Bing went the elevator, and out rolled Teresa Reile Reger, president of the Buffalo Church of Scientology, accompanied by a small posse of well mannered drones. Dressed in a cartoonish 18th century aristocrat costume featuring an oversized powdered pink beehive and puffy bloomers, she shook a scolding finger while affecting an unconvincing British accent. Drugs and adrenaline coursed our veins. The scene was surreal, made even more so by Reger’s commitment to her role as a reject from Alice in Wonderland.
“What’s all this then? Do you think this is fun-nay?” she said, charging at us. “RAAARGH! I’m Lord Xenu!” I shouted through my mask, making monster hands to keep her at bay. Still in character, Reger asked if we believed everything we saw on television. She was strutting around like a chicken, hands at her hips, and none too pleased. Though the partygoers had slowly been finding their way down to the lobby to watch the spectacle, our goal was to get to the fifth floor and enjoy the most awkward situation we possibly could. That in mind, I made some conciliatory efforts. “It’s just a costume,” I said lifting my mask a bit. In my psychedelic naivety I believed that, once she knew were human, we would be on our way upstairs to hang with the hypnotized. To my horror, Teresa snatched the mask off my head and instructed an unnamed stooge to photograph us with her camera phone. I waved and smiled, then ripped the mask from her claws. She was stunned, and I tugged at her wig playfully. Putting the mask back on, I asked if she’d “heard the good news about Lord Xenu?” I pointed to our pro-Xenu literature.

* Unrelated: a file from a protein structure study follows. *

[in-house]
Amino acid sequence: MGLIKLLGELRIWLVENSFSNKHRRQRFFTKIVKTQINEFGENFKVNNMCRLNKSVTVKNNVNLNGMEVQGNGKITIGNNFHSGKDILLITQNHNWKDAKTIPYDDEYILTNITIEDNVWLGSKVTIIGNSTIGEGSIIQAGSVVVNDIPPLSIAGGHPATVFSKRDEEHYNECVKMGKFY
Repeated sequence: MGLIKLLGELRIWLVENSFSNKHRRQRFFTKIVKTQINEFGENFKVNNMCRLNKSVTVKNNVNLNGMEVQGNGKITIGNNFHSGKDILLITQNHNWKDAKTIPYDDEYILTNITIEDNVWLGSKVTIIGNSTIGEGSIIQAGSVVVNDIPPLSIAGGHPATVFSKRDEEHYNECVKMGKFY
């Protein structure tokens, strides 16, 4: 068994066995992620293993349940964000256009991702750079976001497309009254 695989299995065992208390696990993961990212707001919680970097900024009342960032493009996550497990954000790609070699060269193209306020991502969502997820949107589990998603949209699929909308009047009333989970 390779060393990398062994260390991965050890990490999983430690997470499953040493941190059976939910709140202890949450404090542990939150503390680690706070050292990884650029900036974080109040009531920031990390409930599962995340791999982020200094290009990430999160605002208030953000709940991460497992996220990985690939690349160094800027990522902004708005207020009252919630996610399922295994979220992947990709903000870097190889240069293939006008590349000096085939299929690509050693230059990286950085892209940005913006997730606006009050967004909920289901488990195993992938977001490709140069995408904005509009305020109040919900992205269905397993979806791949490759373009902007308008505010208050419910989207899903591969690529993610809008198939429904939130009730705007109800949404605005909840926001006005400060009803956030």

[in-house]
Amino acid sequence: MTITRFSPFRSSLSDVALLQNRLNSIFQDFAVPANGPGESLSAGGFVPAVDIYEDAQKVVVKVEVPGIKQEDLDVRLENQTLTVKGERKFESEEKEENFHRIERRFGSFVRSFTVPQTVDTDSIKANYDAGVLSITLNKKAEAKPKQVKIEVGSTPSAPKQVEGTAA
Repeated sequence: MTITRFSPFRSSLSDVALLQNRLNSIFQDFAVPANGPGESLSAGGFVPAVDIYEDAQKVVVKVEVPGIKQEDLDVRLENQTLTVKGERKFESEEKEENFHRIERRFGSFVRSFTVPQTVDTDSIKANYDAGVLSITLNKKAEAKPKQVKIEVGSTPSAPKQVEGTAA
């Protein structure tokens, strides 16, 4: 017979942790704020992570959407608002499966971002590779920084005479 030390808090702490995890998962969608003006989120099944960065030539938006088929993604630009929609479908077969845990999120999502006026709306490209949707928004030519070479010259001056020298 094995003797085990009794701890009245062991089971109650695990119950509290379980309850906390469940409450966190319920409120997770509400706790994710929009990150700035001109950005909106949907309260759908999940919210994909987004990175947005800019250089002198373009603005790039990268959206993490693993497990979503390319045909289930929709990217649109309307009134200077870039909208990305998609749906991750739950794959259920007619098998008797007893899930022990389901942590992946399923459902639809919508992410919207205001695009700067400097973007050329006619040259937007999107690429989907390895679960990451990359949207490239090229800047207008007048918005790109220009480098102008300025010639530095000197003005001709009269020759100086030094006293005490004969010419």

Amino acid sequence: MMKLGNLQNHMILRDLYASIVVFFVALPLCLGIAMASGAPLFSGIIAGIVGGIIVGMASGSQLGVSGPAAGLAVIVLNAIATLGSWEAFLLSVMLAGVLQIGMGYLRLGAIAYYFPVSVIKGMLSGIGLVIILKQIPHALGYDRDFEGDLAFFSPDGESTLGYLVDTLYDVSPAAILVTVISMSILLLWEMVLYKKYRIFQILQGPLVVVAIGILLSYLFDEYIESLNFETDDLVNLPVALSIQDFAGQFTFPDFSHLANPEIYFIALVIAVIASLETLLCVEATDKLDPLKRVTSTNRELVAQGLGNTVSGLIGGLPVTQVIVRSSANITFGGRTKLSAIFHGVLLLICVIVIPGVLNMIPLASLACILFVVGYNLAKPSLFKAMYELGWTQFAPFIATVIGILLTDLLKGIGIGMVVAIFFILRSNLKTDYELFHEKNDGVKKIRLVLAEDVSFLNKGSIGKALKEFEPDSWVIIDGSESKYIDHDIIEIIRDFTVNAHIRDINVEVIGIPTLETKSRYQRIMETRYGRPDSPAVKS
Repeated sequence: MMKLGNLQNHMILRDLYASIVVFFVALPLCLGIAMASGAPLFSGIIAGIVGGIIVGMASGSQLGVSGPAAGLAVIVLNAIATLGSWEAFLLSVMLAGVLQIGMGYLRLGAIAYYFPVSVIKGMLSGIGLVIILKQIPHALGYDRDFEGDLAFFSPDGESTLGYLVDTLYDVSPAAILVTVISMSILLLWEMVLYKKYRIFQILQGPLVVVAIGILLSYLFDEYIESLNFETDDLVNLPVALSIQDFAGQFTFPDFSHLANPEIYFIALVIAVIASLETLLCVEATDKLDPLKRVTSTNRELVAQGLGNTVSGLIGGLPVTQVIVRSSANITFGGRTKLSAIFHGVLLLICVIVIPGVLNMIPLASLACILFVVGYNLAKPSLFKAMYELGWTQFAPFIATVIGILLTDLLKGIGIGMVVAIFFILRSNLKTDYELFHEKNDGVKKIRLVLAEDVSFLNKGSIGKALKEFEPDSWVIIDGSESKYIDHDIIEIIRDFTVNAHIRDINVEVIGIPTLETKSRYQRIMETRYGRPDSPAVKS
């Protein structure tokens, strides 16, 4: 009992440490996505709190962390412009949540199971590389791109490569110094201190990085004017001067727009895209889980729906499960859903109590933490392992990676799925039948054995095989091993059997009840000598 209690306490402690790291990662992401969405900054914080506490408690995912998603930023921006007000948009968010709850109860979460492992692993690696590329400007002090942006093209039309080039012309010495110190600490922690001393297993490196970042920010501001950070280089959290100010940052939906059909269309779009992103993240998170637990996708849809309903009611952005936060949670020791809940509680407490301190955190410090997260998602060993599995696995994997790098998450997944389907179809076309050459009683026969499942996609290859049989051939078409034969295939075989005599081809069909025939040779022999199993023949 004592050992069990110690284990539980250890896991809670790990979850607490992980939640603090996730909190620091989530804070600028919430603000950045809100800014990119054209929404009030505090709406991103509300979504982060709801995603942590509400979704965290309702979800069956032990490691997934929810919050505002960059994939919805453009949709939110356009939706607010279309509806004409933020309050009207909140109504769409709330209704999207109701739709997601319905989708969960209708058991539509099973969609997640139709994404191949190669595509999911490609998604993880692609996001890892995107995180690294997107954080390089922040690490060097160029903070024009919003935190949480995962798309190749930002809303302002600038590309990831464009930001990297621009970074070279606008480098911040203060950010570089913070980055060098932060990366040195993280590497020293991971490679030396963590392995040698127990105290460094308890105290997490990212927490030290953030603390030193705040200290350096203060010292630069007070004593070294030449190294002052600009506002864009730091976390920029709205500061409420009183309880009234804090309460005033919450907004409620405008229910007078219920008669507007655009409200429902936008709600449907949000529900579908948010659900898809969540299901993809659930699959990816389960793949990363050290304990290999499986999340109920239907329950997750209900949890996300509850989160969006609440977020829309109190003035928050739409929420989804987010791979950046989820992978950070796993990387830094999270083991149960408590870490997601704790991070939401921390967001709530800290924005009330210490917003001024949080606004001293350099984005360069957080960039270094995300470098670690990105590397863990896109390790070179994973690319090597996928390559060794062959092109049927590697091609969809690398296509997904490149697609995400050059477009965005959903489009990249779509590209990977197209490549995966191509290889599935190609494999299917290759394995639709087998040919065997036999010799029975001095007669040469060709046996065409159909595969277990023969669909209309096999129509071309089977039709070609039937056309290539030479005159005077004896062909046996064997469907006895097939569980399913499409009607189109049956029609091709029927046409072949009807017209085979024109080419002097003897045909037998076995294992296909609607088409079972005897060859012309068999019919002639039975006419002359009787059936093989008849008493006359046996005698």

“Okay. That’s it. Are you done?” she said, suddenly losing the accent. From my extensive study of the Emotional Tone Scale, I could tell she was angry. “RAAARGH! I’m Xenu!” I yelled once more, for good measure. More Scientologists were filtering downstairs. The mood was getting ugly as they inaudibly whispered for our imminent ouster. “This is really kind of funny,” she said, scanning the leaflet. She took some, saying she would hand them out. I was glad she was starting to appreciate our gestures—or so I thought. “Your intellectual property is quite stupid. Don’t you want to be taken seriously?” Teresa pleaded. I responded by dancing a vigorous jig.
“Okay, we’re done here,” she ordered. I kept asking Teresa about the party, and she kept saying we were “done.” If life is a game, as Scientologists are fond of saying, the clock was running out with no clear victor. “Are you telling me we’re not welcome here?” I asked, feigning dismay. “No you are not,” she said, driving a stake through our partying hearts. The room fell totally silent. We all seemed to be waiting for someone else to make the next move. Seizing the moment, Bunting raised his arms robotically, drawing everyone’s attention, and roared, “Hulk want PARTY!!!”
We left voluntarily soon after, having gotten our much needed fix of adrenaline and comedy. We strode off into the night, hyperventilating through our masks and watching our backs for assassins.
PostscriptIan Murphy is currently armed in expectation of full reprisal from the Church of Scientology. L. Ron Hubbard is currently rotting in hell, not for being a greedy con artist, but for being such a terrible writer. The Incredible Hulk has established a safe house at Mohawk Place, and is still seeking the ultimate party.